Supreme Court Considers Broad Attack on Civil Rights Attorneys' Fees

Affiliate: ACLU of Florida
April 17, 2007 12:00 am

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Recovery of Fees Is Crucial to Ensure Access to Justice, ACLU Says

WASHINGTON – The Supreme Court today heard arguments in a case that may determine whether a plaintiff who successfully obtains a preliminary injunction is ever entitled to recovery of attorneys’ fees. The case, Sole v. Wyner, stems from a free speech lawsuit brought by the American Civil Liberties Union of Florida.

“This case is about ordinary people having access to lawyers and the courts to defend their civil rights,” said Seth M. Galanter, an attorney with Morrison Foerster who argued before the Court today on behalf of Wyner and the ACLU. “The government must not shut the courthouse doors to people seeking justice.”

Many civil rights laws have provisions that entitle successful plaintiffs to recover attorneys’ fees. These provisions are designed to ensure that anyone whose constitutional rights have been violated has access to legal representation.

Today’s case began in 2003 when T.A. Wyner and George Simon were denied a permit to conduct a political protest on a Florida beach, creating a nude peace symbol to oppose plans for an invasion and war with Iraq. Represented by the ACLU of Florida, Wyner and Simon asked the district court for a preliminary injunction – a provisional remedy that would allow the protest to take place. The court granted the order in part based on evidence that the permit rules had been applied in a discriminatory fashion.

Armed with the preliminary injunction, the demonstration took place on February 14, 2003. The district court awarded Wyner and Simon attorneys’ fees for the time spent by their attorneys securing the preliminary injunction, even though the court subsequently upheld the permit rules, so long as they are applied on a non-discriminatory basis.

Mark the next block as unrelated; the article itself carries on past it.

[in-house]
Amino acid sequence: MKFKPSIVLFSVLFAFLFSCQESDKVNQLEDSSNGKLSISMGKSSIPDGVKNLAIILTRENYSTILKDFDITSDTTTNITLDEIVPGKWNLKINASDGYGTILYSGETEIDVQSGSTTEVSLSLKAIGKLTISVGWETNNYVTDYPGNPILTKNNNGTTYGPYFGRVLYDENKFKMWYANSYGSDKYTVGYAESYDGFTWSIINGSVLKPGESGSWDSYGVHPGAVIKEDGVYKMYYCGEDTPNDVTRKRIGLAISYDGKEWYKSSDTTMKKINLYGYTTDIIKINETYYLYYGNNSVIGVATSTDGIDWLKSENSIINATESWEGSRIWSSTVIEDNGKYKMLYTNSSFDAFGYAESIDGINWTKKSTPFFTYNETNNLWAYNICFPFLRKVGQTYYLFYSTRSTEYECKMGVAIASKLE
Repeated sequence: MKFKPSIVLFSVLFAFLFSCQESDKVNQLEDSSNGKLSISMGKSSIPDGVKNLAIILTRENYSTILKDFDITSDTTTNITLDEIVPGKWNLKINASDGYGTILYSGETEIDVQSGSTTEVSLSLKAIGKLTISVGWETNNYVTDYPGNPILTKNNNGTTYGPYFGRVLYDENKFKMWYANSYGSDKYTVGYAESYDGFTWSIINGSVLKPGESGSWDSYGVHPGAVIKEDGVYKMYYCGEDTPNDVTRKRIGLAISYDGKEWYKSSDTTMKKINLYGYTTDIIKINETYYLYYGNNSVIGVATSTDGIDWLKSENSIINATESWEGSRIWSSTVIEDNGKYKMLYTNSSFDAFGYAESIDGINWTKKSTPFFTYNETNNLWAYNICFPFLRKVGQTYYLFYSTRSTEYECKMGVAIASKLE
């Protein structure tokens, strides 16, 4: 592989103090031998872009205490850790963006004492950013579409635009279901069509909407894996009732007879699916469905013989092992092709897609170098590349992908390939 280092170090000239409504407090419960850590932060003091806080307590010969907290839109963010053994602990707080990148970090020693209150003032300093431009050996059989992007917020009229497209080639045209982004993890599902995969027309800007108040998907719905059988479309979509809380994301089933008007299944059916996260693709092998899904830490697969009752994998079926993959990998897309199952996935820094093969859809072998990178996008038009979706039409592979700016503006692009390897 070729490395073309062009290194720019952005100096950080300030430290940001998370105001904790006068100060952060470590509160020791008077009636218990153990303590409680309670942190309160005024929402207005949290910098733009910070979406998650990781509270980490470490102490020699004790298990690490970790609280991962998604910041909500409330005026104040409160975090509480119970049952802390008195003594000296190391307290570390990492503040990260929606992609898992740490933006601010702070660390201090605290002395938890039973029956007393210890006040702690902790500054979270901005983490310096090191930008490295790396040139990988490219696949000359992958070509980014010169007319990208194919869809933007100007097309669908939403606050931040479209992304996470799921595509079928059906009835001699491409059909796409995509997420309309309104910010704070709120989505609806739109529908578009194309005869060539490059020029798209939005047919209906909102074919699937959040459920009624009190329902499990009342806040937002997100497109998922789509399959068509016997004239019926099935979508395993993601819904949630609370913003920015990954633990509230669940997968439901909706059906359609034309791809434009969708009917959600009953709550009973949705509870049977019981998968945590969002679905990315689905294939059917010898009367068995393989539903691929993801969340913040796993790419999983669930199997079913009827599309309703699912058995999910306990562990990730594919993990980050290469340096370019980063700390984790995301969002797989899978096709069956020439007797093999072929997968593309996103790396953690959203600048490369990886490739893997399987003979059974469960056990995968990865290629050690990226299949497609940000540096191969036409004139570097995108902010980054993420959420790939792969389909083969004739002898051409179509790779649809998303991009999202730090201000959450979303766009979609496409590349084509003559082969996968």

Local officials, supported by the Justice Department, are now arguing that fees can never be awarded for a preliminary injunction that does not lead to a final decision on the merits in a plaintiff’s favor. That position is contrary to the language, history and judicial understanding of the federal attorneys’ fees act, according to the ACLU.

“Across the country, civil rights cases are brought by private lawyers and the public interest bar on behalf of people that can’t afford to hire a lawyer,” said Randall Marshall, Legal Director of the ACLU of Florida, and counsel to Wyner and Simon. “If the court upholds the state of Florida’s position, it will be more difficult for civil rights litigants to gain access to the judicial system. Without the ability to recover fees, lawyers will be discouraged from taking on such cases.”

In this case, the preliminary injunction provided Wyner and Simon with the primary remedy they were seeking – namely, the right to conduct their planned anti-war demonstration. That is true in other civil rights cases as well, said the ACLU. In voting rights cases, for example, a preliminary injunction is often the only court action that can be secured before an election takes place.

“The recovery of attorneys’ fees has long been recognized as a crucial tool for enforcing civil rights law,” said Steven R. Shapiro, Legal Director of the national ACLU. “A ruling that bars civil rights plaintiffs from recovering fees based on a preliminary injunction that secures much if not all of the relief they were seeking would prevent many people from suing to vindicate their rights.”

Organizations from across the political spectrum have joined the ACLU in urging the Court to protect the fee awards that Congress understood were critical to effective civil rights enforcement. Several groups ranging from the Rutherford Institute to Americans United for Separation of Church and State filed a friend-of-the-court brief in support of Wyner, arguing that denying attorneys’ fees in preliminary injunction cases would hamper enforcement of constitutional rights.

More information on this case is online at:

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